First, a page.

posted on 11/12/18
Flying in to Rome, we cross the Apennines to start the tour in Ascoli Piceno, one of the most charming and delightful small cities in Italy. Staying in an ancient palazzo in the medieval heart of the city, we gain an immediate taste of Le Marche with an aperitivo of anisetta Meletti, sampled with olive ascolane and a glass or two of Pecorino.
Image: Ascoli Piceno, wood engraving c. 1880.
In Le Marche, you are never far from the sea or the mountains and the cuisine reflects this. At Portonovo, we dine with our feet virtually on the beach on a feast of antipasti di mare followed by spaghetti coi moscioli – spaghetti served with a sauce made from the protected wild mussels of Portonovo. Gathered by hand by a dwindling band of intrepid fishermen and divers, we meet them to learn about their craft.
The cuisine of Le Marche equally straddles the gastronomic traditions of southern and northern Italy. The peperoncino-spiked and rustic flavours of Ascoli contrast with the more sophisticated culinary styles as we head north towards Emilia-Romagna. At Senigallia, we enjoy a refined two-Michelin-star dining experience at Uliassi, one of the best seafood restaurants of Italy.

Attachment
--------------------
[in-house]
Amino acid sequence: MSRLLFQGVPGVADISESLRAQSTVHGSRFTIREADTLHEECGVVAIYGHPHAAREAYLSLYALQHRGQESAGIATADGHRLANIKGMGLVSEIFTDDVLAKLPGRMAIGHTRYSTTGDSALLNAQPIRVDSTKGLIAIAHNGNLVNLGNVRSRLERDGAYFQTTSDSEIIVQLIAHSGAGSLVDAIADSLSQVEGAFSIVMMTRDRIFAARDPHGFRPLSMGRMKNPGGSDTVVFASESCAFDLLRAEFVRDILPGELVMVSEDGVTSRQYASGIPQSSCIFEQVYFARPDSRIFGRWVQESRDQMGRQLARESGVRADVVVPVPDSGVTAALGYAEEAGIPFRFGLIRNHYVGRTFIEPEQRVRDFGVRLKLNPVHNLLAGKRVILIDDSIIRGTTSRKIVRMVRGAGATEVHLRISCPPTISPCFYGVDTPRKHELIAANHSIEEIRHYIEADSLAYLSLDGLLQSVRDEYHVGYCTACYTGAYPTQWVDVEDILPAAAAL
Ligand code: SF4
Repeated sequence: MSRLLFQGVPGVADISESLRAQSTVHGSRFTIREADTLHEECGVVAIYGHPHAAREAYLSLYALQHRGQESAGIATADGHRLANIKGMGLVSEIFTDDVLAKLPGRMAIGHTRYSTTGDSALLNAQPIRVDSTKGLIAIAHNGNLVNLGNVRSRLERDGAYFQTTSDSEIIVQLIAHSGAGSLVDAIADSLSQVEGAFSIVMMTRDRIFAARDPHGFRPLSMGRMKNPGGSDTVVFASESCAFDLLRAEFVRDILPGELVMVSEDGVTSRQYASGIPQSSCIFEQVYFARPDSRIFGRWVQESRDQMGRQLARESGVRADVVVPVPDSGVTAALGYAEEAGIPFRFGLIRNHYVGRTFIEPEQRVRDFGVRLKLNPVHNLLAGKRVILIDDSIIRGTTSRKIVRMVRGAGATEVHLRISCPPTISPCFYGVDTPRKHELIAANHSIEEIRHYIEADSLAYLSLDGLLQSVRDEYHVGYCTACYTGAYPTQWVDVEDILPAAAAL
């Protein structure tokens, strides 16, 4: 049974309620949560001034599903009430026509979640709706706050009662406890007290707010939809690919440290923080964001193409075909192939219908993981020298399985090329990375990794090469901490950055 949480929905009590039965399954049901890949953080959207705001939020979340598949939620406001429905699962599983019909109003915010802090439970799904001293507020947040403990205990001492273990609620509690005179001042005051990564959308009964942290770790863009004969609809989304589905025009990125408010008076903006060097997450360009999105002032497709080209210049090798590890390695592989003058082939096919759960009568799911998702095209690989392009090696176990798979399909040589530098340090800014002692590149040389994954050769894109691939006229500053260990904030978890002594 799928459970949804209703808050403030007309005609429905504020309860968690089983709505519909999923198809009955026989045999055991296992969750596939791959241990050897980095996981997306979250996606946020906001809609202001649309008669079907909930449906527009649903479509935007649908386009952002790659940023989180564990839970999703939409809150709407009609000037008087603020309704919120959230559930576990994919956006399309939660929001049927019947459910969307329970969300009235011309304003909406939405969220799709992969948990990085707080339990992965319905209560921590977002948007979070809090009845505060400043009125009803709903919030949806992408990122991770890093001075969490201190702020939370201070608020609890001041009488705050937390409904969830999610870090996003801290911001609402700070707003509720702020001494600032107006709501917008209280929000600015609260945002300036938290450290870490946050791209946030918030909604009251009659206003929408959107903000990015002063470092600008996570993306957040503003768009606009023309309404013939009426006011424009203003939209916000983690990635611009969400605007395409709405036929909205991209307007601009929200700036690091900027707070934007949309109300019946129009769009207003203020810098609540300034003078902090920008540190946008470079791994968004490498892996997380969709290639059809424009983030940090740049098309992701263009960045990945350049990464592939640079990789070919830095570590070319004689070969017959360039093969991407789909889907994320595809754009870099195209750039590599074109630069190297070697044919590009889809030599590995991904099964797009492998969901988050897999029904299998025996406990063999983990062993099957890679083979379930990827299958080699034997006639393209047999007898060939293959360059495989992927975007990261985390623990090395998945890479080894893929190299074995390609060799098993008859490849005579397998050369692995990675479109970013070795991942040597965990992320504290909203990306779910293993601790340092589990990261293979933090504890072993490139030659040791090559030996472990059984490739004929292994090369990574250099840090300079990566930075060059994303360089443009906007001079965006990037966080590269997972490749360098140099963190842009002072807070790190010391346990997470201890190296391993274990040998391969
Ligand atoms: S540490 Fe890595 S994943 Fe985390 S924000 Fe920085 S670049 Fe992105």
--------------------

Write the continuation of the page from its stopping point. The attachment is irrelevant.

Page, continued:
Image: Seafood, wood engraving.
Around Acqualanga we search for black truffles with the aid of trained truffle dogs, before sampling formaggio di fossa, a rare cheese matured in underground grottoes. We also discover a rarely encountered wine, Bianchello di Metauro, which has been produced here since the time of the Romans. When the Roman army defeated Hasdrubal (brother of Hannibal) at the Battle of Metaurus, they credited their victory to the vast quantities of Bianchello consumed before the conflict.
Not forgetting the distinguished arts of the region, in Recanati we discover the works of Giacomo Leopardi, Italy’s greatest lyric poet, as well as view a magnificent Annunciation by Lorenzo Lotto. We see art and sense centuries of faith in the nearby Santuario della Santa Casa of Loreto and we learn of the power of the mighty Montefeltro, great patrons of the arts, when we visit the Ducal Palace during our stay in Urbino.
These are just a few of the flavours we will enjoy on our explorations through this still-undiscovered region. I am very much looking forward to co-hosting this tour with art historian Dr Thomas-Leo True, who has lived in the region and knows Le Marche well. It would be a great pleasure for us both to have your company.